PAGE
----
My team - Queen, Yudis, Dick and X-Ray, worked exceptionally hard for me and I very quickly felt in tune with them. P1270049 X-Ray was the youngest, at just over a year, and brand new to team running. He had a reputation for eating his harness and being a general handful, but somehow he was still totally lovable!

    Of course it isn't all peaceful. It can be hairy at times. Dog sledding is the only form of transport I've come across where you don't brake coming in to a corner, as it's far more stable if you let the dogs take you round at full pelt. Stopping to test my blood sugar and eat was hard work, since you must keep one hand on the sled at all times unless it's properly anchored. I was fortunate not to fall at all, but came close when I was dealing with a CGM calibration alert. I had my snowsuit unzipped and managed to cancel the alarm but as I tried to get the pump back inside the suit, the dogs strained in their harnesses in response to a team ahead of me pulling away. I was momentarily unbalanced, but managed to hold on. I threw the pump clumsily into my suit and managed to get the zip done back up!

    Ice Fishing! We also had the chance to try out cross country skiing and spent the last day hurtling down the frozen Torne River on a snowmobile. At one point the ice beneath us of a small inlet began to break up. What we didn't know at the time was that a snowmobile can travel 30m over water at full throttle. Fortunately we didn't sink, but feet got distinctly wet! We also had a chance to try ice fishing, which revealed the magnificent thickness of the ce on the main lakes. Fortunately we weren't reliant on catching anything for our dinner, or we'd have been hungry. Much of the food was reindeer or moose based, accompanied by delicious Swedish Polar bread.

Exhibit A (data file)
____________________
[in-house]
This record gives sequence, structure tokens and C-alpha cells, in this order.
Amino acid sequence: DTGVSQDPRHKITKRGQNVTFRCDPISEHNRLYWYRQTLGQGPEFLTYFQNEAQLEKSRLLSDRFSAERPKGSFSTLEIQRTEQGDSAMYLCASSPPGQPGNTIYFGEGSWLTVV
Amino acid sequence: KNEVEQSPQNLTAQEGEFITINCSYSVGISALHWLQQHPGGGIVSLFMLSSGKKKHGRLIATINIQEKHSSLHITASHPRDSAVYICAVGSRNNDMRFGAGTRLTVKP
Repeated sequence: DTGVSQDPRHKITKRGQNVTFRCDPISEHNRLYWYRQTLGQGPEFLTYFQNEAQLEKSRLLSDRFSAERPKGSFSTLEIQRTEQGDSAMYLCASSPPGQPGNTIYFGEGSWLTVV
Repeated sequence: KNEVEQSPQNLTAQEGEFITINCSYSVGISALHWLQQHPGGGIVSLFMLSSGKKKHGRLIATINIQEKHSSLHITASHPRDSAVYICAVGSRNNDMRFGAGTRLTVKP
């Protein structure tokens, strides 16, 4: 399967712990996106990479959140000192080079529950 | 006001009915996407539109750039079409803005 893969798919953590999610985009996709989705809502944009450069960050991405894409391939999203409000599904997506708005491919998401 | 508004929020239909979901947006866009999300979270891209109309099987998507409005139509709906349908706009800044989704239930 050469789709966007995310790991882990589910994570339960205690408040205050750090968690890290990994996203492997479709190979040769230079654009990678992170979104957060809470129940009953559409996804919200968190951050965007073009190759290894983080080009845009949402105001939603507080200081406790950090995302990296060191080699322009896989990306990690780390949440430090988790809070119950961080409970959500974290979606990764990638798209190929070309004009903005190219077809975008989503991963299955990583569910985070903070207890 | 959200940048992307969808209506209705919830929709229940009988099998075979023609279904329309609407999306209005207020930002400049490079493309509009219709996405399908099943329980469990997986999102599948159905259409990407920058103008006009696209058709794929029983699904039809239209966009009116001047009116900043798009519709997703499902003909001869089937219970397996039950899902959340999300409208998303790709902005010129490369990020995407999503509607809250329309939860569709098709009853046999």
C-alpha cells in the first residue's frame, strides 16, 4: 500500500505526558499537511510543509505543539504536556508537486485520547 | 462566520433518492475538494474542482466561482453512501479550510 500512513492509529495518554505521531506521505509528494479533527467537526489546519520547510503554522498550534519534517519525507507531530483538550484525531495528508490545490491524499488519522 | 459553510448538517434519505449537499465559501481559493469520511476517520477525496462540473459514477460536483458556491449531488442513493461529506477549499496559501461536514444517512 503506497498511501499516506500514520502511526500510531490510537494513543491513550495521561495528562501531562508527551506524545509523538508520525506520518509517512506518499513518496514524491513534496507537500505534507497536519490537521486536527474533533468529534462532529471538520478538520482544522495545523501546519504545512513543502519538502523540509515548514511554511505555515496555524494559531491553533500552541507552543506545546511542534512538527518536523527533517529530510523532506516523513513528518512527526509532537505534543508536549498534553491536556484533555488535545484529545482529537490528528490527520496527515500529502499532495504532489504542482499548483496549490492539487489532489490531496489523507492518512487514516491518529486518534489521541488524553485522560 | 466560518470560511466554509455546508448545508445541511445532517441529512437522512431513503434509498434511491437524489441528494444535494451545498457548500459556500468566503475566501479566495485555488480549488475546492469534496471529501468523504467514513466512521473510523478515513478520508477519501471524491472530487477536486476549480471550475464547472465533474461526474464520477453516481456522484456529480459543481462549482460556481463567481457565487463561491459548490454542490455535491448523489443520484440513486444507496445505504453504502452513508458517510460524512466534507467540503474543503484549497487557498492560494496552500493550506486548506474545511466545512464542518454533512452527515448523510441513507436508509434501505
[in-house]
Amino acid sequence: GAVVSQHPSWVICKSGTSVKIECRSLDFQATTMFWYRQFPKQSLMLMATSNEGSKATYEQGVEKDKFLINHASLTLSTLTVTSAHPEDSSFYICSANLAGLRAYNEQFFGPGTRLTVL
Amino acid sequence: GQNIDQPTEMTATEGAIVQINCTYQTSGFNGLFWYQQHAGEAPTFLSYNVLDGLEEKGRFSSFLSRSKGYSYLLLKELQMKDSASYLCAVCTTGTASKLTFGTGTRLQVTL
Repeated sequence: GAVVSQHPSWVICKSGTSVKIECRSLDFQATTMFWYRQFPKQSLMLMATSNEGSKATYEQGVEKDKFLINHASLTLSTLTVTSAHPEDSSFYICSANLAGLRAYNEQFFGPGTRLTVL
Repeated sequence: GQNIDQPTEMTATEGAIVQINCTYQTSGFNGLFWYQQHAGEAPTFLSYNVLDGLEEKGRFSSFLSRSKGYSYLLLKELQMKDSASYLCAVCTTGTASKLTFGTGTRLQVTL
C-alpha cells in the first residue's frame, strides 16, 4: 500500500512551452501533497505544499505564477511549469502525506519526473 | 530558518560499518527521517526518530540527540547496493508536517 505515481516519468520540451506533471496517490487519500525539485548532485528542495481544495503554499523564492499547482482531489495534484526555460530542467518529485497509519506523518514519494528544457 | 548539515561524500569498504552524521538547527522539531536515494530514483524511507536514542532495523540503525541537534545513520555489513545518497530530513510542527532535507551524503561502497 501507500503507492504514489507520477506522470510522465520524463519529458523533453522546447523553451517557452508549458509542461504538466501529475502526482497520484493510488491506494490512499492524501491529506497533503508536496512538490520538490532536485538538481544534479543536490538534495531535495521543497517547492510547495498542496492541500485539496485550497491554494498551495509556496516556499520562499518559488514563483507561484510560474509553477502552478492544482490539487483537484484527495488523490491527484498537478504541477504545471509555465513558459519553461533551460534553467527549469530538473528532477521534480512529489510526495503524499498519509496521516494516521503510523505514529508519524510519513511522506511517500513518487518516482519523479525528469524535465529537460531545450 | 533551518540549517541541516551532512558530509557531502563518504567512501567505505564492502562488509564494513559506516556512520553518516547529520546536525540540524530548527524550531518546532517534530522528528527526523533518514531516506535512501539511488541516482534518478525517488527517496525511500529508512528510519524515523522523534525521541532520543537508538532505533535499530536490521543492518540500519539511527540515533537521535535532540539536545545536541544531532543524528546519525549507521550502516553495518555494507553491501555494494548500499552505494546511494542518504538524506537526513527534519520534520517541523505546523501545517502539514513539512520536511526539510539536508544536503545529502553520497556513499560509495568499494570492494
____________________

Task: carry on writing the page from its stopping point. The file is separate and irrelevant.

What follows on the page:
Diabetes wise, the trip went great. I'd be lying if I said I wasn't worried before hand. I took a mountain of glucose gels and miniature bags of jelly babies, not to mention cereal bars. I kept my kit in an insulated pocket in my snow suit and tested frequently. I also loaded up the thigh pockets on my suit with glucose and food each day. My control wasn't brilliant, but I avoided any spectacular lows or highs that made me feel unwell. Trading off on my control for this week was entirley worthwhile. It was once in a lifetime, and if I died next week I'd be so glad I got to do it.

    Q. What should you say to anyone who thinks diabetes might limit your lifestyle?
    A. It doesn't have to!

    Me, in the arctic

    Me. with Dick the dog

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    what a terrific story! congrats on the adventure!


    Thank you so much for sharing pictures and an AWESOME description of your trip! It sounds like you had an amazing time!

    It depicts from the snaps , that how much fun you had!....keep enjoying like that!

    Nice, accurate and to the point. Not everyone can provide information with proper flow. Good post. I am going to save the URL and will definitely visit again. Keep it up.

    in the prcscncc of high cardiac output (hyperdynamic hypotension) and it is due to decrease of resistances or decrease of critical closing pressure in the arterial circuit (11-12].